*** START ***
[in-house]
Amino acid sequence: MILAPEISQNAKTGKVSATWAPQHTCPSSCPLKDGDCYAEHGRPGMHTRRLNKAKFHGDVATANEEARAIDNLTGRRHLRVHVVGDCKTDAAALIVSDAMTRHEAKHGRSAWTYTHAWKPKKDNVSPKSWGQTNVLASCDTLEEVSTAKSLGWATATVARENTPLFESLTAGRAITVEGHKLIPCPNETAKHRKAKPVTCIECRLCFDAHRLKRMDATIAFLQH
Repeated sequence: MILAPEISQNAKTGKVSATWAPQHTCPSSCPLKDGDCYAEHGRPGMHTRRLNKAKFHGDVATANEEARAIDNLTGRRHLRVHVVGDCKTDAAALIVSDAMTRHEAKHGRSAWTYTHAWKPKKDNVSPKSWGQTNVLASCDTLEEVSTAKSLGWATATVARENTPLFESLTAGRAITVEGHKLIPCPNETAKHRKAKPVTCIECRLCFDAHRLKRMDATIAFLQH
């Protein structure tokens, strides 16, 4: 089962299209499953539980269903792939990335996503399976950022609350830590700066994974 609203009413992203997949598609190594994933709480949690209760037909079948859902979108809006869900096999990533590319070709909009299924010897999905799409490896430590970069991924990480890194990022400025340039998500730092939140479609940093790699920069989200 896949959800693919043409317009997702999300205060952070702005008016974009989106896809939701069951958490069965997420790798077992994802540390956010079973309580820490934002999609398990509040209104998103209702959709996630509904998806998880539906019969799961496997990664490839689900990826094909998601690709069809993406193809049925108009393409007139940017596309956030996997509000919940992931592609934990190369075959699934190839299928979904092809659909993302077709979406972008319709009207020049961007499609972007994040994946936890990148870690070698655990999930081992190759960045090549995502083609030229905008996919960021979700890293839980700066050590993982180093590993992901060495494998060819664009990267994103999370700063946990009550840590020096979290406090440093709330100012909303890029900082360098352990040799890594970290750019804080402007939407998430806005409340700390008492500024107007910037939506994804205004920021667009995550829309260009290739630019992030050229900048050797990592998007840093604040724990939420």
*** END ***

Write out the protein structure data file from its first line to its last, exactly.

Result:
[in-house]
Amino acid sequence: MILAPEISQNAKTGKVSATWAPQHTCPSSCPLKDGDCYAEHGRPGMHTRRLNKAKFHGDVATANEEARAIDNLTGRRHLRVHVVGDCKTDAAALIVSDAMTRHEAKHGRSAWTYTHAWKPKKDNVSPKSWGQTNVLASCDTLEEVSTAKSLGWATATVARENTPLFESLTAGRAITVEGHKLIPCPNETAKHRKAKPVTCIECRLCFDAHRLKRMDATIAFLQH
Repeated sequence: MILAPEISQNAKTGKVSATWAPQHTCPSSCPLKDGDCYAEHGRPGMHTRRLNKAKFHGDVATANEEARAIDNLTGRRHLRVHVVGDCKTDAAALIVSDAMTRHEAKHGRSAWTYTHAWKPKKDNVSPKSWGQTNVLASCDTLEEVSTAKSLGWATATVARENTPLFESLTAGRAITVEGHKLIPCPNETAKHRKAKPVTCIECRLCFDAHRLKRMDATIAFLQH
């Protein structure tokens, strides 16, 4: 089962299209499953539980269903792939990335996503399976950022609350830590700066994974 609203009413992203997949598609190594994933709480949690209760037909079948859902979108809006869900096999990533590319070709909009299924010897999905799409490896430590970069991924990480890194990022400025340039998500730092939140479609940093790699920069989200 896949959800693919043409317009997702999300205060952070702005008016974009989106896809939701069951958490069965997420790798077992994802540390956010079973309580820490934002999609398990509040209104998103209702959709996630509904998806998880539906019969799961496997990664490839689900990826094909998601690709069809993406193809049925108009393409007139940017596309956030996997509000919940992931592609934990190369075959699934190839299928979904092809659909993302077709979406972008319709009207020049961007499609972007994040994946936890990148870690070698655990999930081992190759960045090549995502083609030229905008996919960021979700890293839980700066050590993982180093590993992901060495494998060819664009990267994103999370700063946990009550840590020096979290406090440093709330100012909303890029900082360098352990040799890594970290750019804080402007939407998430806005409340700390008492500024107007910037939506994804205004920021667009995550829309260009290739630019992030050229900048050797990592998007840093604040724990939420």